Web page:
Frank Nicholas Meyer, a Dutch-American botanist and “plant introduction” specialist, was born Nov. 29, 1875. Coming to the United States in 1901 and interested in discovering unknown plants, he explored the American southwest before coming to rest in 1904 at the Missouri Botanical Garden in St. Louis. His desire to explore came to the attention of David Fairchild, who founded and directed the Foreign Seed and Plant Introduction Section of the U.S. Department of Agriculture, and who was responsible for introducing economically useful plants to U.S. soil. Struck by Meyer’s enthusiasm, Fairchild hired him to go to China to identify plants that would thrive in the U.S.
Meyer made his first trip to China in 1905, exploring there for 3 years, and he would make three more trips over the next 13 years. He discovered such plants as a seedless persimmon, a dwarf lemon (later named after Meyer), the Siberian elm, which thrived in cold arid conditions, oil-bearing soybeans, blight-resistant spinach, the Chinese chestnut, and a variety of plums, pears, peaches, grains, and grasses. He was the first Westerner to find Ginkgo biloba growing in the wild. He collected both seeds and living plants and at regular intervals packed them up carefully and shipped them back to the USDA.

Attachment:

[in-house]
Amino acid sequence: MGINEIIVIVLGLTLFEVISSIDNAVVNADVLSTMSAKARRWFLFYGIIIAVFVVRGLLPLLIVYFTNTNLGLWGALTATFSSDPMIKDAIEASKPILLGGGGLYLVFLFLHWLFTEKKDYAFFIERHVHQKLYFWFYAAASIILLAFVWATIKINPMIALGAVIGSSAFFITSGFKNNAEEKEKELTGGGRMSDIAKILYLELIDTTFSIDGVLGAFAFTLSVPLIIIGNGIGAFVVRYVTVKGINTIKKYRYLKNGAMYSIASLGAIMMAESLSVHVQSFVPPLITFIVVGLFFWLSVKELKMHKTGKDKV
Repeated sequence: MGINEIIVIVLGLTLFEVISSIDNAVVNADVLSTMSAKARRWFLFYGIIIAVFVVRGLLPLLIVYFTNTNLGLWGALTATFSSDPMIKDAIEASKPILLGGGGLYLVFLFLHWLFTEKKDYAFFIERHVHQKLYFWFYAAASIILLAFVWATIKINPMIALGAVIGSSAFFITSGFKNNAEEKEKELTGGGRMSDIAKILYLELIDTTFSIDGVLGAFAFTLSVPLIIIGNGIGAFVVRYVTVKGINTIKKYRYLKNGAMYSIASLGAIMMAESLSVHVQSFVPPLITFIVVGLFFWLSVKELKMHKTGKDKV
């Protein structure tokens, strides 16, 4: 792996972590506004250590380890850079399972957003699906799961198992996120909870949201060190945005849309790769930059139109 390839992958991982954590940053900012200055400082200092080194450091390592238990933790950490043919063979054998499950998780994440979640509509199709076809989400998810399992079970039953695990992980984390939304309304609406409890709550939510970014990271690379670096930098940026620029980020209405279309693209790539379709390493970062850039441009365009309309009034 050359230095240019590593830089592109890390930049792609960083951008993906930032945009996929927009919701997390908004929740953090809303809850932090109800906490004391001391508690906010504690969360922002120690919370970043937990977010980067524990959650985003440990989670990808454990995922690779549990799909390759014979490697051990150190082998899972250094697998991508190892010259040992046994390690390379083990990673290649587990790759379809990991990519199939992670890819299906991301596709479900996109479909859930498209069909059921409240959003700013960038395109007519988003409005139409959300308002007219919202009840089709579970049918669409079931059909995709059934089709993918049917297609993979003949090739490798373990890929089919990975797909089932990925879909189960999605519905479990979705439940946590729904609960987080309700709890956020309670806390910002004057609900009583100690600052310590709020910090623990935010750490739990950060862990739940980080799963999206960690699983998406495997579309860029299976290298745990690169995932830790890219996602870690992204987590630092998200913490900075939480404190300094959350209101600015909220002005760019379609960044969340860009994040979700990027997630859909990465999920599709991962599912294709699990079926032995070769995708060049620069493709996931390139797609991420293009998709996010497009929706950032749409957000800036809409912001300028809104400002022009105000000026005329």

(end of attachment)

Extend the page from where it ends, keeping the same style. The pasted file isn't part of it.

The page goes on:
In all, Meyer successfully introduced some 2,500 new plants to the United States. The Asian persimmon thrived in the Southwest; the Siberian elm formed perfect windbreaks on Midwestern prairies; his Chinese spinach saved the American spinach industry, which was threatened by blight. The Ginkgo had been long known, but most American specimens today are descendants of seeds Meyer sent back, as are most of our soybeans. Even our Zoysia grass comes from a strain that Meyer found in Korea in 1906. He was one of the most successful “plant introducers” the world had ever seen.
Meyer’s fourth trip to China ended in tragic fashion. In June of 1918, he was travelling on a Japanese riverboat on the Yangtze River when he simply disappeared from the boat overnight. His body was later found in the river. The circumstances were suspicious, to say the least, but the mystery of his death was never resolved, and we don’t know if he simply fell overboard or was murdered. He was 43 years old.
Meyer’s legacy lies not only in the plants he introduced, but in some 1300 photographs that he took in China, which are preserved in the Arnold Arboretum at Harvard. Meyer did not take grand scenic pictures – he photographed objects and people and markets and, of course, trees. We have included several of those photos to illustrate this essay.
Dr. William B. Ashworth, Jr., Consultant for the History of Science, Linda Hall Library and Associate Professor, Department of History, University of Missouri-Kansas City. Comments or corrections are welcome; please direct to firstname.lastname@example.org.